• Maison Dufort - 9 2eme Rue du Travail, Turgeau, Port-au-Prince. Open to the public 9am - 4pm. Maison Dufort was extensively restored by nonprofit FOKAL (Foundation Connaissance et Liberté) between 2012 and 2018. To find out more, ring 2813-1694 or email studiofokal@fokal.org. Voyages Lumière run guided tours in French and English.

 

  • Gingerbread restaurant - 22 Rue 3, Port-au-Prince. Open 11am to 10pm Monday thru Saturday. Closed Sundays.

 

  • Hotel Oloffson - Ave Christophe, 60, Port-au-Prince. A working hotel, Hotel Oloffson also has a restaurant where non-guests are welcome for lunch (US $12-15) and dinner (US $15-25), as well as a famously good live vodou rock show every Thursday night. Originally built as the residence of an influence family, Hotel Oloffson has been a presidential residence, a US military hospital (during the 20-year US occupation of Haiti from 1915 to 1935) and a hotel since 1936. Glorified in Graham Greene's 1966 novel The Comedians.

 

  • Le Centre d'Art / Larsen Family House - 22 rue Casseus, Pacot, Port-au-Prince. In late 2019, this house was purchased from the Larsen family and will become the new home of Le Centre d’Art. The old premises of Le Centre d’Art, at 58 rue Roy, were damaged beyond repair during the 2010 earthquake.

 

  • Maison Gauthier - In the heart of the historic Gingerbread district, Maison Gauthier "represents both the life of the celebrated doyenne of Haitian folkloric dance, Viviane Gauthier, and one of the finest examples of gingerbread architecture in Haiti." In 2015 the Fondation Viviane Gauthier was established to restore the villa and maintain it as a place to teach and promote Haitian folkloric dance.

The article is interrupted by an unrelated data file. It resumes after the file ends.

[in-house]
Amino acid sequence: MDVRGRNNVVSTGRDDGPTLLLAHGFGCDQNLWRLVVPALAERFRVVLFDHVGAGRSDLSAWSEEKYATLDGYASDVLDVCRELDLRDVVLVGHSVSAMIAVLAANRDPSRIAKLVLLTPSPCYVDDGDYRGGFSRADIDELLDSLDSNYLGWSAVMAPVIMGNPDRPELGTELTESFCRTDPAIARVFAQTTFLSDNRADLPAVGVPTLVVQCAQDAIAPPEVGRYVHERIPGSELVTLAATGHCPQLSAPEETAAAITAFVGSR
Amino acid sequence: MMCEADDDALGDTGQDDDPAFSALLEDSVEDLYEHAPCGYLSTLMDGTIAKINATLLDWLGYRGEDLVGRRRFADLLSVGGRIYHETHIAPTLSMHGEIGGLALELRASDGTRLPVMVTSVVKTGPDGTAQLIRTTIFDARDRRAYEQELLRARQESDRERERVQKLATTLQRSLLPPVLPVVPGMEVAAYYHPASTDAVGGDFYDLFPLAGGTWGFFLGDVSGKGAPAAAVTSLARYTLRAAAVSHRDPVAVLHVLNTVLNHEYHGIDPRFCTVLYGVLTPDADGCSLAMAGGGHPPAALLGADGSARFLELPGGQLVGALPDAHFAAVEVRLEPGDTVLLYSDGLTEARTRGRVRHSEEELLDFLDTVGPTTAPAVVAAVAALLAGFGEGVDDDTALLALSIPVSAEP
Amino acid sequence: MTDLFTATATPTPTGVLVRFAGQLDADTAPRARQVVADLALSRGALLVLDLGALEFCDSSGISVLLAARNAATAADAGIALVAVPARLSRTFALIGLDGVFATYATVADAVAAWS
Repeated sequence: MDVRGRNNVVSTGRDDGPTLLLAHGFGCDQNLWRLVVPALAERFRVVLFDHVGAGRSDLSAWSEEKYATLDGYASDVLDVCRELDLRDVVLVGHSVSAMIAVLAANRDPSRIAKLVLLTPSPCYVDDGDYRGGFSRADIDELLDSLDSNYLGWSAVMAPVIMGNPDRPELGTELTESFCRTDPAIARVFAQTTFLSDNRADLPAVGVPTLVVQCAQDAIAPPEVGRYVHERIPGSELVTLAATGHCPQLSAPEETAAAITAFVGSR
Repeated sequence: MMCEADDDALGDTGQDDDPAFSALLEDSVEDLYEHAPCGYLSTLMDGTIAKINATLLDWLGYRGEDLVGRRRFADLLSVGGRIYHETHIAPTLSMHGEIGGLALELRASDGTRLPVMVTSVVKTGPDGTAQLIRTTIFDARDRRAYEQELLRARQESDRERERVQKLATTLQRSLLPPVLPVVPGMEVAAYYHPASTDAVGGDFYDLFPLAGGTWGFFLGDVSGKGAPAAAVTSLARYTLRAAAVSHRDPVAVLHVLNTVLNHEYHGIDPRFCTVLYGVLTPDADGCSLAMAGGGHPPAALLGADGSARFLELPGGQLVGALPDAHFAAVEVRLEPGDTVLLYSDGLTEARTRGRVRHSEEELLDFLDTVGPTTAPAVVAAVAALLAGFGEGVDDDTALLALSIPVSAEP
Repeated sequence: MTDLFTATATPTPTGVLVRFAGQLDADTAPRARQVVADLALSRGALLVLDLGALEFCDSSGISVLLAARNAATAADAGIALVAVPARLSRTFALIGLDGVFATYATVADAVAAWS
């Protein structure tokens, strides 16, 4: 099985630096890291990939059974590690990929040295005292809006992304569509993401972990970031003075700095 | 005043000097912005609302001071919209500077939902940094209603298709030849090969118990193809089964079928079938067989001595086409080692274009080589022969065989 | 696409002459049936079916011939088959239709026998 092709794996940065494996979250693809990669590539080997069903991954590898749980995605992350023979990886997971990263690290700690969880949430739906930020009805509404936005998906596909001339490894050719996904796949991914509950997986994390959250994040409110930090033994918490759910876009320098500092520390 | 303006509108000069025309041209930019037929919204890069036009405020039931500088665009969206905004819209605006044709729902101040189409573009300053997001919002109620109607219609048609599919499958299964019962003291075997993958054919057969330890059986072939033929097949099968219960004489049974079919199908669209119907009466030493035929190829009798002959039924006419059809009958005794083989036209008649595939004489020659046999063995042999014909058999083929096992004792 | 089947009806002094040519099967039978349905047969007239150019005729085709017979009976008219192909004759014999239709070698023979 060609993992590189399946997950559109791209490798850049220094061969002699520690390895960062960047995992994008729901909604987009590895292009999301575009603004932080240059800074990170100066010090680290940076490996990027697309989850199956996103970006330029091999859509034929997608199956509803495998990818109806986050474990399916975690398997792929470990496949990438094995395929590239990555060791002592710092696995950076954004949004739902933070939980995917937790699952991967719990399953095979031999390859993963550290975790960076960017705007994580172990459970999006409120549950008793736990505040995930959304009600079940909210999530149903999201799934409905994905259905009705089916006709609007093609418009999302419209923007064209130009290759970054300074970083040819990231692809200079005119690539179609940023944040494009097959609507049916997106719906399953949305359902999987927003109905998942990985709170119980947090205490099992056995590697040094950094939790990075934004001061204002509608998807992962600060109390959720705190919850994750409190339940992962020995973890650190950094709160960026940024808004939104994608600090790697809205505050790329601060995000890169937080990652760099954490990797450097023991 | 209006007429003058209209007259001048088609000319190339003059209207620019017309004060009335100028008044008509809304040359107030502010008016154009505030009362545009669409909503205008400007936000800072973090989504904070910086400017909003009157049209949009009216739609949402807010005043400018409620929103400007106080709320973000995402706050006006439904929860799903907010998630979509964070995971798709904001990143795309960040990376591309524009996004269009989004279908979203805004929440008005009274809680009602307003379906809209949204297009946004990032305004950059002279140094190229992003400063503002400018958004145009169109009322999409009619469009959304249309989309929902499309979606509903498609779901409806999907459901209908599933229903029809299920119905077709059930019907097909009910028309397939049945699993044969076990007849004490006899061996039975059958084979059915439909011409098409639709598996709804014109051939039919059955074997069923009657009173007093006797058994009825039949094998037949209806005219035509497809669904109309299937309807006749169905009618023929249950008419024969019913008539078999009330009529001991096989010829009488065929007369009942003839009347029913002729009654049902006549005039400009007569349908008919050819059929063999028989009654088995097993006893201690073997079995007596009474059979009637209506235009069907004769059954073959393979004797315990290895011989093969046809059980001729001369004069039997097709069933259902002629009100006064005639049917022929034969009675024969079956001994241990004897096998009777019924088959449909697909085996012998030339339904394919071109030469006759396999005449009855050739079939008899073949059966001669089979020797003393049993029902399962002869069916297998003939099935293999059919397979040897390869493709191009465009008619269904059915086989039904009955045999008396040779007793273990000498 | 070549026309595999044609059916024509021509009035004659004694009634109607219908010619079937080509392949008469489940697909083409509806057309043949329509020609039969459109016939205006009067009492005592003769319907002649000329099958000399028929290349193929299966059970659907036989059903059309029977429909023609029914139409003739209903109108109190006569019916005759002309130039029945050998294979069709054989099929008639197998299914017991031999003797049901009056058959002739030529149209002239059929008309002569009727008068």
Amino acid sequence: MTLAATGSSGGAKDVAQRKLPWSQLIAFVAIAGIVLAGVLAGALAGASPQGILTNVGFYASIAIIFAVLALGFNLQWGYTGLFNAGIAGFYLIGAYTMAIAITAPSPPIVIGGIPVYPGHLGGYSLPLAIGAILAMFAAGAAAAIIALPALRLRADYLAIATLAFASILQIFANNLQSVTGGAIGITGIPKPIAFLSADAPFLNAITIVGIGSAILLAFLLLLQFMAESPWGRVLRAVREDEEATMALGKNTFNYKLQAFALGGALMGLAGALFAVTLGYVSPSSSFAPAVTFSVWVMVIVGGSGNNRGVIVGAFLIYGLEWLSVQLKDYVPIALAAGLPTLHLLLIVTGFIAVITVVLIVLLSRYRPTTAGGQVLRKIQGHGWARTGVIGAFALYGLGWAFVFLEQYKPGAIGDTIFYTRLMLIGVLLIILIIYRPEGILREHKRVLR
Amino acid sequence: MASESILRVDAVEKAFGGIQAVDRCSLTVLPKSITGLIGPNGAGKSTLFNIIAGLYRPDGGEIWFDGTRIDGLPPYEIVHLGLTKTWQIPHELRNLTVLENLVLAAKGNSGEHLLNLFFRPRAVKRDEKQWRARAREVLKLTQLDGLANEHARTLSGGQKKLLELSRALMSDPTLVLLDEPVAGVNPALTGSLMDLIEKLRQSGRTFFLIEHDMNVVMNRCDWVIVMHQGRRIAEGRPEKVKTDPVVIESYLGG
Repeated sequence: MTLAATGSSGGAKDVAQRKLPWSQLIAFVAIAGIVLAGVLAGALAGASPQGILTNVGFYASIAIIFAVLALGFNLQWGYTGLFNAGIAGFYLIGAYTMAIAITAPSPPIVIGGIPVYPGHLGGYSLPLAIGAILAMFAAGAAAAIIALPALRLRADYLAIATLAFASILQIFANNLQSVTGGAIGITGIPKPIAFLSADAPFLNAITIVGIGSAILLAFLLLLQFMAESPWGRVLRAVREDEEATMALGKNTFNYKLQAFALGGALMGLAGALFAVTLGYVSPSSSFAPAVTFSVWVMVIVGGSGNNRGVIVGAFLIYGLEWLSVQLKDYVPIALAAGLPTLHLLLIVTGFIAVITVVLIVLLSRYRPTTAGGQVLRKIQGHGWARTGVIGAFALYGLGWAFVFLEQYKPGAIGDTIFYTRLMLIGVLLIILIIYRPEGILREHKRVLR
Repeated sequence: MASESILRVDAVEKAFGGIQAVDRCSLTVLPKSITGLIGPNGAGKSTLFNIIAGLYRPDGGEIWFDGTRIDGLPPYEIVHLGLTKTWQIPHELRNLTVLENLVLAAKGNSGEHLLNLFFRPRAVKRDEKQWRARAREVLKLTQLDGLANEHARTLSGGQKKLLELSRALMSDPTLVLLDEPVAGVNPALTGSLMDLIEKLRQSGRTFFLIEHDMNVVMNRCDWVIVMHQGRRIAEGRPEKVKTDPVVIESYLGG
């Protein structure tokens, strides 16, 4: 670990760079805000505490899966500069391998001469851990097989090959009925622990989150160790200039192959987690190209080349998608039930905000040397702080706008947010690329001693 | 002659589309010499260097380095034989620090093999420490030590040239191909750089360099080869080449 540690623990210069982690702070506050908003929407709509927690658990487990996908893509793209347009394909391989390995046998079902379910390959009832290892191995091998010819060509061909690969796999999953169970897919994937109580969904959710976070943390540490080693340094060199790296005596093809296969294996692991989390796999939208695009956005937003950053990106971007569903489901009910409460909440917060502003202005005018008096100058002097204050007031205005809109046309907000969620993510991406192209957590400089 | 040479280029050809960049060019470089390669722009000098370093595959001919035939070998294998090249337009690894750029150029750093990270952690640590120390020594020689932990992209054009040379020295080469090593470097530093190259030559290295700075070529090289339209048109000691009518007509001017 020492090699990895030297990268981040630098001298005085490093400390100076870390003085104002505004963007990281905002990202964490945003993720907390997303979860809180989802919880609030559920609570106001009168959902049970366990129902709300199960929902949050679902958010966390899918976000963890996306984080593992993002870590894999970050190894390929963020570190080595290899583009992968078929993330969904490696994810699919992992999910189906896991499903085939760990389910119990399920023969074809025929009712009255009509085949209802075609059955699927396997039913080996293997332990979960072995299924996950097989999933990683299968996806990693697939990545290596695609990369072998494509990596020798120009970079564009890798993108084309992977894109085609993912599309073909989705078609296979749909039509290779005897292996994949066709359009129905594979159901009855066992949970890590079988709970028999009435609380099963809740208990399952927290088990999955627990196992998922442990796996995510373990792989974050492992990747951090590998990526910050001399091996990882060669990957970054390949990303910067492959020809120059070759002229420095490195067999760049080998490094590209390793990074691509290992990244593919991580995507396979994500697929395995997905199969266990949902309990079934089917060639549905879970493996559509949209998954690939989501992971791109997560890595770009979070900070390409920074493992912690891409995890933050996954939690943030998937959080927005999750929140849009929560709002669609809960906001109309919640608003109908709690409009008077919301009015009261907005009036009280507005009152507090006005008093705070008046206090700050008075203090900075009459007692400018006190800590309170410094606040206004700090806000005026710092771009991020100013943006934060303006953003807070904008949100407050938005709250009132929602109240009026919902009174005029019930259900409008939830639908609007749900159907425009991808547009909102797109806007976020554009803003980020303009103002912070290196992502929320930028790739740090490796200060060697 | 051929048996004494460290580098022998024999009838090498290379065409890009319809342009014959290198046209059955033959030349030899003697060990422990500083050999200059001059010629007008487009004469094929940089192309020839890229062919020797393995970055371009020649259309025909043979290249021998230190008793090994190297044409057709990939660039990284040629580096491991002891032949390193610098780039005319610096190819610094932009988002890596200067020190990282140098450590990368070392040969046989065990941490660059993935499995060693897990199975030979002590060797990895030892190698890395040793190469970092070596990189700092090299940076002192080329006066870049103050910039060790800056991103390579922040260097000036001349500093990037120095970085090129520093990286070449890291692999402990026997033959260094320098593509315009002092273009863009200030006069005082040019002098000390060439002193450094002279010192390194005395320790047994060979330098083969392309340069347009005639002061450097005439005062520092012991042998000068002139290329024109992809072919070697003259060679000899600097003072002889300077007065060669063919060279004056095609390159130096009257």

Open to the public outside Port-au-Prince

 

In Jacmel it’s possible to see inside a Gingerbread House at Hotel Florita, Hotel Manoir Adriana, Sant d'A Jakmel and Alliance Francaise.

 

In Cap-Haitien it’s possible to go inside Hotel Roi Christophe and Alliance Francaise.

 

 

Not open to the public

 

  • The Peabody House - hidden from view by dense tropical gardens, the Peabody House is near the corner of Rue Pacot and Rue Malval in Pacot, Port-au-Prince.

 

  • Cordasco House - a 19th century gothic Gingerbread mansion in Pacot, Port-au-Prince.

 

  • Villa Castel Fleuri - Avenue H. Christophe, Port-au-Prince. Briefly home to the President of Haiti, Villa Castel Fleuri suffered extensive damage during the 2010 earthquake.

 

  • Le Manoir - Avenue John Brown, Port-au-Prince. Has remarkable roofs and turrets constructed with decorative pressed metal roof shingles.

 

  • The Patrice Pamphile House - 4 Rue Casseus, Turgeau, Port-au-Prince. Extensively damaged by the 2010 earthquake.

 

  • Maison Chenet, also restored by nonprofit FOKAL between 2012 and 2018.

 

  • The Bazin House on Rue du Travail Deuxième, Port-au-Prince.

 

  • The house of Jean-Richard Montas - 79 Avenue H. Christophe, Port-au-Prince.

 

  • Gingerbread House built by Tancrede Auguste - 32 Lamartiniere, Port-au-Prince.

 

  • Wood-frame house - 24 Avenue Lamartiniere, Port-au-Prince.

 

  • A charming example of a smaller and simpler Gingerbread House - 26 Rue 7

 

  • A large and elaborate Gingerbread House, still surrounded by its original
    spacious property, at 9 Rue Bellvue, Port-au-Prince.

 

  • Gingerbread House - 51 Avenue Christophe, Port-au-Prince.

 

  • Gingerbread House at 59 Lavaud 3, Port-au-Prince.

 

  • Gingerbread House at 14 Rue Marcelin, Port-au-Prince.

 

  • Gingerbread House at 32 Lamartiniere, Port-au-Prince.

 

  • Gingerbread House at the Episcopal University, 14 Rue Légitime, Port-au-Prince.

 

  • Gingerbread House at 22 Rue Pacot, Port-au-Prince.

 

  • College de Jeunes Filles, at 10 Lavaud, Port-au-Prince.

Gingerbread house in Jacmel

Photo: Anton Lau


Written by Kira Paulemon.

 

Published May 2020